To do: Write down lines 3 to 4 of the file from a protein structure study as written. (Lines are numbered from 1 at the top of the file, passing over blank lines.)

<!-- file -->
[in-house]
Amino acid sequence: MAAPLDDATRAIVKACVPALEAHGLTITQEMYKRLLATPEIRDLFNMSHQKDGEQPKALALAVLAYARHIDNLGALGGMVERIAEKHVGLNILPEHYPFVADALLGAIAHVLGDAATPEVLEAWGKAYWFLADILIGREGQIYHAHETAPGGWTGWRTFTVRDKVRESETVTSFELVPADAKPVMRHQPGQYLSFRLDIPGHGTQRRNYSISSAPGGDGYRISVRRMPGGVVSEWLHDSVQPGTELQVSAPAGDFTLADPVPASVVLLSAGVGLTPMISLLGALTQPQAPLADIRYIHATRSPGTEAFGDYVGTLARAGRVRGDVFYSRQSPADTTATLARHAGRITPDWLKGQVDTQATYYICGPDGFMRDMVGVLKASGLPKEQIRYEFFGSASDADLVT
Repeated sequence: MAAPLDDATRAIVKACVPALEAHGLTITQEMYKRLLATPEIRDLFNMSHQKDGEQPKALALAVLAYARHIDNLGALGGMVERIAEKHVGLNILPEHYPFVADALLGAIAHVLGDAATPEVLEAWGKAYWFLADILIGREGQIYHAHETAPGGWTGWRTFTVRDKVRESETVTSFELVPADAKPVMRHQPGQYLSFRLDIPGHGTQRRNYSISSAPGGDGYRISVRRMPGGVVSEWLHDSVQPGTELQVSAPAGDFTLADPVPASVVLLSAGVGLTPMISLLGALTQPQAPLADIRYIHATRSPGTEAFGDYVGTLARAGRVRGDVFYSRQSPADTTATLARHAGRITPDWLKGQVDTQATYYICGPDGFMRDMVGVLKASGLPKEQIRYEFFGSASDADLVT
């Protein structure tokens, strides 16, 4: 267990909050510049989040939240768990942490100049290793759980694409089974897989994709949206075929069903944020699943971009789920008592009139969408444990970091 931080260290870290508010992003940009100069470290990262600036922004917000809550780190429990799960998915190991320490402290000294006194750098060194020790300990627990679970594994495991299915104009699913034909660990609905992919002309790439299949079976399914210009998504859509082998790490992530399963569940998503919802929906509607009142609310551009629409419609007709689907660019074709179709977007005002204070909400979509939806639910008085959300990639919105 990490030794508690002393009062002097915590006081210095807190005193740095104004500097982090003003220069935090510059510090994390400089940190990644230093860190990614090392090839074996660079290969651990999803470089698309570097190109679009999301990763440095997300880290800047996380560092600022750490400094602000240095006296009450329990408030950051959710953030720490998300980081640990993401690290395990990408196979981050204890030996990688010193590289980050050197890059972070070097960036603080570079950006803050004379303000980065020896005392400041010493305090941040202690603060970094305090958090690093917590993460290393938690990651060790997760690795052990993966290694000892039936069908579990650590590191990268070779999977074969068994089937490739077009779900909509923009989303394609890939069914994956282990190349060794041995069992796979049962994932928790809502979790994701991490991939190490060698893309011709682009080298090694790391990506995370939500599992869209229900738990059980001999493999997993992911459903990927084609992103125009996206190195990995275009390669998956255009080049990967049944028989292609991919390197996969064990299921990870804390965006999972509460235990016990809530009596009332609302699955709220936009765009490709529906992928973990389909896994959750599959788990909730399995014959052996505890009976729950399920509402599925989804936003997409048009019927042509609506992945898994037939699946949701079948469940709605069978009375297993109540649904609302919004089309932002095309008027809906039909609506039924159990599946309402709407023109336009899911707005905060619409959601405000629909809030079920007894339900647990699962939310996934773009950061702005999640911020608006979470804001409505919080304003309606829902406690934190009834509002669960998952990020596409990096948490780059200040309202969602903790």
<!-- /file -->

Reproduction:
Repeated sequence: MAAPLDDATRAIVKACVPALEAHGLTITQEMYKRLLATPEIRDLFNMSHQKDGEQPKALALAVLAYARHIDNLGALGGMVERIAEKHVGLNILPEHYPFVADALLGAIAHVLGDAATPEVLEAWGKAYWFLADILIGREGQIYHAHETAPGGWTGWRTFTVRDKVRESETVTSFELVPADAKPVMRHQPGQYLSFRLDIPGHGTQRRNYSISSAPGGDGYRISVRRMPGGVVSEWLHDSVQPGTELQVSAPAGDFTLADPVPASVVLLSAGVGLTPMISLLGALTQPQAPLADIRYIHATRSPGTEAFGDYVGTLARAGRVRGDVFYSRQSPADTTATLARHAGRITPDWLKGQVDTQATYYICGPDGFMRDMVGVLKASGLPKEQIRYEFFGSASDADLVT
């Protein structure tokens, strides 16, 4: 267990909050510049989040939240768990942490100049290793759980694409089974897989994709949206075929069903944020699943971009789920008592009139969408444990970091 931080260290870290508010992003940009100069470290990262600036922004917000809550780190429990799960998915190991320490402290000294006194750098060194020790300990627990679970594994495991299915104009699913034909660990609905992919002309790439299949079976399914210009998504859509082998790490992530399963569940998503919802929906509607009142609310551009629409419609007709689907660019074709179709977007005002204070909400979509939806639910008085959300990639919105 990490030794508690002393009062002097915590006081210095807190005193740095104004500097982090003003220069935090510059510090994390400089940190990644230093860190990614090392090839074996660079290969651990999803470089698309570097190109679009999301990763440095997300880290800047996380560092600022750490400094602000240095006296009450329990408030950051959710953030720490998300980081640990993401690290395990990408196979981050204890030996990688010193590289980050050197890059972070070097960036603080570079950006803050004379303000980065020896005392400041010493305090941040202690603060970094305090958090690093917590993460290393938690990651060790997760690795052990993966290694000892039936069908579990650590590191990268070779999977074969068994089937490739077009779900909509923009989303394609890939069914994956282990190349060794041995069992796979049962994932928790809502979790994701991490991939190490060698893309011709682009080298090694790391990506995370939500599992869209229900738990059980001999493999997993992911459903990927084609992103125009996206190195990995275009390669998956255009080049990967049944028989292609991919390197996969064990299921990870804390965006999972509460235990016990809530009596009332609302699955709220936009765009490709529906992928973990389909896994959750599959788990909730399995014959052996505890009976729950399920509402599925989804936003997409048009019927042509609506992945898994037939699946949701079948469940709605069978009375297993109540649904609302919004089309932002095309008027809906039909609506039924159990599946309402709407023109336009899911707005905060619409959601405000629909809030079920007894339900647990699962939310996934773009950061702005999640911020608006979470804001409505919080304003309606829902406690934190009834509002669960998952990020596409990096948490780059200040309202969602903790």